Live coverage: Donnelly, Braun clash in Indiana debate

Live coverage: Donnelly, Braun clash in Indiana debate

Sen. Joe DonnellyJoseph (Joe) Simon DonnellyFormer Sen. Donnelly confirmed as Vatican ambassador Biden to have audience with pope, attend G20 summit Biden taps former Indiana Sen. Donnelly as ambassador to Vatican MORE (D-Ind.) is set to square off in a Monday night debate against businessman and former state Rep. Mike Braun (R), in one of the country’s most competitive Senate races.

Donnelly is one of 10 Senate Democrats up for reelection in a state that President TrumpDonald TrumpNorth Korea conducts potential 6th missile test in a month Kemp leading Perdue in Georgia gubernatorial primary: poll US ranked 27th least corrupt country in the world MORE won in 2016. While Trump carried Indiana by 19 points, Donnelly still has a small edge in polling in the toss-up race.

Libertarian Lucy Brenton, a business consultant who unsuccessfully ran for the Senate from Indiana in 2016, will also participate in the debate.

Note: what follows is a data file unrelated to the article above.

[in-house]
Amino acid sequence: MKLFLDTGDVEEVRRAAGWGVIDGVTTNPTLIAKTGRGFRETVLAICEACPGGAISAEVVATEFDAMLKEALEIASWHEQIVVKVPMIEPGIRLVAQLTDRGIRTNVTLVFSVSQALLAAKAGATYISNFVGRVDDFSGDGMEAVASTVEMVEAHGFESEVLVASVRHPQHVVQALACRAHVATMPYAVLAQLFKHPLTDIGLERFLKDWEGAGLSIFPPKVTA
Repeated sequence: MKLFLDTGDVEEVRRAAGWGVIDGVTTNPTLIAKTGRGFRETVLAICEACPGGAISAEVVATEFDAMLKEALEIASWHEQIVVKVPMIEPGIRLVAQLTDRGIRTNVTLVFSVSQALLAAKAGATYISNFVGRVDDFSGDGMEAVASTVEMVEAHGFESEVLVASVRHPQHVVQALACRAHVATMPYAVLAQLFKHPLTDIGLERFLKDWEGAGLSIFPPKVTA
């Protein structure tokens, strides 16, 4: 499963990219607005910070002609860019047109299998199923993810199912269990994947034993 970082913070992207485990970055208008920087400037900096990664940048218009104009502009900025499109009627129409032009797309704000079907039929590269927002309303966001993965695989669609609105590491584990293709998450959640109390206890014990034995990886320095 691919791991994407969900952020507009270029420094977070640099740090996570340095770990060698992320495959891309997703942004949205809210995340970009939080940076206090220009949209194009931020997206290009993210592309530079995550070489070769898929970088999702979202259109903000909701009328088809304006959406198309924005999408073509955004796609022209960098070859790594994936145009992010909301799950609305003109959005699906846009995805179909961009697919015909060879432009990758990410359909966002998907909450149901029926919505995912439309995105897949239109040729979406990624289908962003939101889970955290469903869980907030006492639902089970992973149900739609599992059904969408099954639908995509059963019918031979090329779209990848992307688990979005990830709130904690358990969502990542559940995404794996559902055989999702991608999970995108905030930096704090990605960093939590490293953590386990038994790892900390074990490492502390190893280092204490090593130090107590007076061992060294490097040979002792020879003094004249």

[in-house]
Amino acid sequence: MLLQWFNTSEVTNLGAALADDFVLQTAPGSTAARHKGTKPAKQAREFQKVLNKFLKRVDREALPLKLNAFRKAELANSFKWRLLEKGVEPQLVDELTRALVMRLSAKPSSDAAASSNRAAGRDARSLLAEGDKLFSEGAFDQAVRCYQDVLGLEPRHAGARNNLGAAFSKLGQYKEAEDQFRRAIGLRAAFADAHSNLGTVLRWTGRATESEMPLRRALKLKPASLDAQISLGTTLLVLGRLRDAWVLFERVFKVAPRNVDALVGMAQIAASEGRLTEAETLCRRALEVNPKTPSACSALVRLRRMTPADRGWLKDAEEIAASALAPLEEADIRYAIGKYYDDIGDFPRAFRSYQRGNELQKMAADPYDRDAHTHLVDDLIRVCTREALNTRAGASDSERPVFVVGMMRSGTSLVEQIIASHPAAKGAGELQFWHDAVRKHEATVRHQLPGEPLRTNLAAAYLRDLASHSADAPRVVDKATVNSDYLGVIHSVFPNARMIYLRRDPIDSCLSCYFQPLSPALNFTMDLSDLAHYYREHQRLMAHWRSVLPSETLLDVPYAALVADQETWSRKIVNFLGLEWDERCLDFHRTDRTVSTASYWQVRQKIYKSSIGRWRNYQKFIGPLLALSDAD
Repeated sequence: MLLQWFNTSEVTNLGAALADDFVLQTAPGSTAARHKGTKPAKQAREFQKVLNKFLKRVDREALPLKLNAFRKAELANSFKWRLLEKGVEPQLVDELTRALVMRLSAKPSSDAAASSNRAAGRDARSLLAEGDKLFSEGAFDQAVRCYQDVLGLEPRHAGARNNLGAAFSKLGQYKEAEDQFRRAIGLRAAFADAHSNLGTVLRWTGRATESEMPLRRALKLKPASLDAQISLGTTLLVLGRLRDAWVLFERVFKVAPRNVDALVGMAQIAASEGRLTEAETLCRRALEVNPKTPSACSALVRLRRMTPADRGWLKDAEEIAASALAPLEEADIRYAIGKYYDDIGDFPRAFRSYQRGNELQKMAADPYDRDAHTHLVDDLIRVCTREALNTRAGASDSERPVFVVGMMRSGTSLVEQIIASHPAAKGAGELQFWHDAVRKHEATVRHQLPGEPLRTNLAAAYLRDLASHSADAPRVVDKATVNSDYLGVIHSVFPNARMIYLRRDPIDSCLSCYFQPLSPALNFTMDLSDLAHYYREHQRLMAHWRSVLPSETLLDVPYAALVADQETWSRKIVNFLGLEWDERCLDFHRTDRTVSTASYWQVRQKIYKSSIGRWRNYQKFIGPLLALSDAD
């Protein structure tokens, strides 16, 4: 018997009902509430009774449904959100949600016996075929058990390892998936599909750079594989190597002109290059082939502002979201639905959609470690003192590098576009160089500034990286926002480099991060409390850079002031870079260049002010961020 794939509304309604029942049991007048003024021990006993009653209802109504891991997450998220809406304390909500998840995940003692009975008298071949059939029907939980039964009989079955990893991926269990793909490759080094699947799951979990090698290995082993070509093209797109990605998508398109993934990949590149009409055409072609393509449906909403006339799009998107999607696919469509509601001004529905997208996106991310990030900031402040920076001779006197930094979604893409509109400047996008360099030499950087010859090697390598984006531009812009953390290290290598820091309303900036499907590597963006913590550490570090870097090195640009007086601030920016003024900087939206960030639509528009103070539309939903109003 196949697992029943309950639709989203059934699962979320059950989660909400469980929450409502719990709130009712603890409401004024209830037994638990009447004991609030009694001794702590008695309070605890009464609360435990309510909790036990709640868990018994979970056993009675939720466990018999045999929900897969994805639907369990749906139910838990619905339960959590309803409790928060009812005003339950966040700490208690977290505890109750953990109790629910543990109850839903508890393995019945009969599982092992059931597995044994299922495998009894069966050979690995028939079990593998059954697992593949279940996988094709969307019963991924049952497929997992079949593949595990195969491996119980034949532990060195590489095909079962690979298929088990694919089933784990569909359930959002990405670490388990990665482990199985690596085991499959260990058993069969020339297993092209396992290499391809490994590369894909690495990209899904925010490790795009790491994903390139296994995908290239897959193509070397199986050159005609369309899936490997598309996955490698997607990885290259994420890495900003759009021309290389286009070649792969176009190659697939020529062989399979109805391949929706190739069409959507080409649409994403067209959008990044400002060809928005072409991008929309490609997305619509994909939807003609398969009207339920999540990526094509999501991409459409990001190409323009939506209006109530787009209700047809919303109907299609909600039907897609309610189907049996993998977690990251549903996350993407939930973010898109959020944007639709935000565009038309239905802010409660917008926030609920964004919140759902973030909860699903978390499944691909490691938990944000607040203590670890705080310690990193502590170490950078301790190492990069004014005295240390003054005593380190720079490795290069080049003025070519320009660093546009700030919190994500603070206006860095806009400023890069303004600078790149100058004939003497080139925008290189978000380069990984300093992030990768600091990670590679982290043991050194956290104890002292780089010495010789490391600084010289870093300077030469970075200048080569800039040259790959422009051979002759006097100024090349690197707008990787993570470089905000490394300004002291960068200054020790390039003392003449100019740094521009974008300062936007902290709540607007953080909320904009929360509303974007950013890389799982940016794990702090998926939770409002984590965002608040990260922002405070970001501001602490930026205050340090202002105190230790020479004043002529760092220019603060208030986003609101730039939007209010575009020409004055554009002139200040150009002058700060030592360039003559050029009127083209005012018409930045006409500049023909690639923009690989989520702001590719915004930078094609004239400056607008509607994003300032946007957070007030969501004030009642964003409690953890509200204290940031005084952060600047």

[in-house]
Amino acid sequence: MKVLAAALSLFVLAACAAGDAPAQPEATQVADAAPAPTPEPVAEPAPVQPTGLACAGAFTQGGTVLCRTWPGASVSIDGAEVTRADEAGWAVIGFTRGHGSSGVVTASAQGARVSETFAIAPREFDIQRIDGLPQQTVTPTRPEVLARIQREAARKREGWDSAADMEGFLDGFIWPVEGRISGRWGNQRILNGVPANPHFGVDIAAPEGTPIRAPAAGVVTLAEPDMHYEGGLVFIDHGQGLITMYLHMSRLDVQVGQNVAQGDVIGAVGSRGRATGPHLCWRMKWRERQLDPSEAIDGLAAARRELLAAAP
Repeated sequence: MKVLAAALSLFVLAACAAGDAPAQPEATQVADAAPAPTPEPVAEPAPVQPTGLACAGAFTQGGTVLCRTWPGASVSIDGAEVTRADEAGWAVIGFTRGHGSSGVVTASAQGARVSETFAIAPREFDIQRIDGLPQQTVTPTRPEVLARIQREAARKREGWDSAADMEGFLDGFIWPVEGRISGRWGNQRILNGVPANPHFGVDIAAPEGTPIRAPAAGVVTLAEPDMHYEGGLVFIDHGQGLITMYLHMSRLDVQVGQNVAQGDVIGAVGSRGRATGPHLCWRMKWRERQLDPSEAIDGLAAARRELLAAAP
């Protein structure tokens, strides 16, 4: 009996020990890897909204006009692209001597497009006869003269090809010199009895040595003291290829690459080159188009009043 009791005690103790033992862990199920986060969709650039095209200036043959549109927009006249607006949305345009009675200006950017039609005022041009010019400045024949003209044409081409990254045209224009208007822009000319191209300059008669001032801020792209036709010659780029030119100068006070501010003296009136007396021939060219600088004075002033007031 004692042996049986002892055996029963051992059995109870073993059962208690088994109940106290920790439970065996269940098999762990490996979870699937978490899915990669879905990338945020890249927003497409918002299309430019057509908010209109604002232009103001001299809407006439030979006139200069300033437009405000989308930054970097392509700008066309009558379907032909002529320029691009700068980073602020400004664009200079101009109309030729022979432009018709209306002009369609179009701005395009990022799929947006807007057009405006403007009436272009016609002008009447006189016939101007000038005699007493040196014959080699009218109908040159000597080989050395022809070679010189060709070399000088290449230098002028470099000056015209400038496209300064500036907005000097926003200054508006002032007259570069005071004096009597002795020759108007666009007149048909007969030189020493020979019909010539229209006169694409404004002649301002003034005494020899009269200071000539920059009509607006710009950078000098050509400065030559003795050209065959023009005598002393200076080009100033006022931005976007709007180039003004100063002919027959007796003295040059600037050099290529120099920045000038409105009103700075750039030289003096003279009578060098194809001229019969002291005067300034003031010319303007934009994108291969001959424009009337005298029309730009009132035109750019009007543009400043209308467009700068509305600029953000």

See The Hill's live updates from the hourlong debate below. The debate starts at 7 p.m. 

Candidates make their final pitch

Updated at 8 p.m.

In his final pitch, Donnelly said he would fight for health care and jobs while working with both parties.

"It's not about R or D or red and blue. It's about the red, white and blue," Donnelly said. 

Braun, who has been casting himself as a political outsider, used his final 30 seconds to contrast himself with Donnelly, who he argues would be "more of the same."
"I've done things in the real world. This gentlemen is a career politician," Braun said. "That's part of the problem." 

Donnelly, Braun get in heated exchange over pre-existing conditions